Definition of chief constable in English:

chief constable

noun

British
  • The head of the police force of a county or other region.

    • ‘A chief constable would sack a police officer for breaking the law.’
    • ‘The list of delegates included council chief executives, health officials, police chief constables and minority group leaders.’
    • ‘Damages are paid out of the police fund, not by the chief constable personally.’
    • ‘It must hold the chief constable and police service publicly to account.’
    • ‘Yesterday, the chief constable and the police authority issued a joint statement in a fresh bid to quell the outcry.’
    • ‘Neighbors soon learned that reporting policemen to their chief constables for unseemly conduct was an effective way to force police families to change their behavior or move.’
    • ‘Senior councillors, residents and police officers have welcomed the chief constable's statement.’
    • ‘Ministers also announced that foreign policemen would be able to become chief constables for the first time.’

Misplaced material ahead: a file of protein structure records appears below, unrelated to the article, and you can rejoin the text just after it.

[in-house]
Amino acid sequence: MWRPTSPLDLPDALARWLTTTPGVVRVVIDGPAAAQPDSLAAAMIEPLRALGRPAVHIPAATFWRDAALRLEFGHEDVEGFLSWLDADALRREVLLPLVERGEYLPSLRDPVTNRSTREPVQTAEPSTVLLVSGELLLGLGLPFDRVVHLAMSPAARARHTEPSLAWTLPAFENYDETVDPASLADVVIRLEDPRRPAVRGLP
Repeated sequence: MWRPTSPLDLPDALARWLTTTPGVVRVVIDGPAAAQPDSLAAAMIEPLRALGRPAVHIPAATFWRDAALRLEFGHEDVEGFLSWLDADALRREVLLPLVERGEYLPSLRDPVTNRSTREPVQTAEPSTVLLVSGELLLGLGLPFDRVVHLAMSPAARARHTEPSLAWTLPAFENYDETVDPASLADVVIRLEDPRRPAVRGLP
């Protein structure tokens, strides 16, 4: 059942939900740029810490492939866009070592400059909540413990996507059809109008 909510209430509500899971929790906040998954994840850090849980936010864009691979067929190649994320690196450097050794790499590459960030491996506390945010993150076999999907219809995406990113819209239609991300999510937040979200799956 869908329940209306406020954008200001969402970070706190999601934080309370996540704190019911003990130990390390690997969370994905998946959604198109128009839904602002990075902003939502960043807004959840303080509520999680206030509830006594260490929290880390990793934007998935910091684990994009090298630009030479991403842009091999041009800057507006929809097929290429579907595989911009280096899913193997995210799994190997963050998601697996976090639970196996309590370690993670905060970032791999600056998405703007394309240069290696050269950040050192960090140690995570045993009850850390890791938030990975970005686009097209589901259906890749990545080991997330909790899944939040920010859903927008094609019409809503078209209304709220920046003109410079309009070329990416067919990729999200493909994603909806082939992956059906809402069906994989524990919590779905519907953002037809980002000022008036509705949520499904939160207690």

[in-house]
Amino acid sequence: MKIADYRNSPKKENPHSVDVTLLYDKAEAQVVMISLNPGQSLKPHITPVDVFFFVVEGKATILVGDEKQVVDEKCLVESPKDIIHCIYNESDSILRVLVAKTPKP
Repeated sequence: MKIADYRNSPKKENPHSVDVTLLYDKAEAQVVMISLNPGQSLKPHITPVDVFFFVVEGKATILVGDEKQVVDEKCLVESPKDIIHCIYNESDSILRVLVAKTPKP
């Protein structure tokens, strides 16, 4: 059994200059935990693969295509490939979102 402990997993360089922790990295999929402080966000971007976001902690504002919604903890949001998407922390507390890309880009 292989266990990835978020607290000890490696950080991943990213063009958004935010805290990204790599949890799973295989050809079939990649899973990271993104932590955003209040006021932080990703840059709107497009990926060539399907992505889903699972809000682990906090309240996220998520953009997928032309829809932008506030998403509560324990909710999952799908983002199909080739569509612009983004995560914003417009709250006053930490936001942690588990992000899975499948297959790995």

• ‘Scottish chief constables could take the initiative in their regions and could do that if they wanted to.’
    • ‘The local police authority battled to keep the chief constable in office until the last possible moment.’
    • ‘Residence is therefore a matter which goes to the jurisdiction of a particular chief constable in the exercise of his statutory powers.’
    • ‘The service was supported by all police staff associations in the UK with chief constables and police authority members in attendance.’
    • ‘A spokeswoman for Humberside police said the chief constable was in his office today in full uniform.’
    • ‘The responsibility for taking executive action on the intelligence remained with the Special Branch and the chief constables under the authority of the home secretary.’
    • ‘So he proposes to devolve most policing issues to newly elected local police authorities, with the independence of chief constables enshrined in statute.’
    • ‘I would love there to be more traffic police, but chief constables have to work within their budgets.’
    • ‘Meanwhile, the chief constable's vision for community policing across the county was given a warm welcome by forum members.’
    • ‘And if chief constables are given greater flexibility, we may well see police staff numbers grow at the expense of police officer numbers.’
    • ‘Copies of the study are now in the hands of all chief constables in Scotland, the Police College and the Scottish Police Federation.’
    • ‘A police magazine has been recalled after the chief constable said a cartoon on the front was offensive.’

Pronunciation

chief constable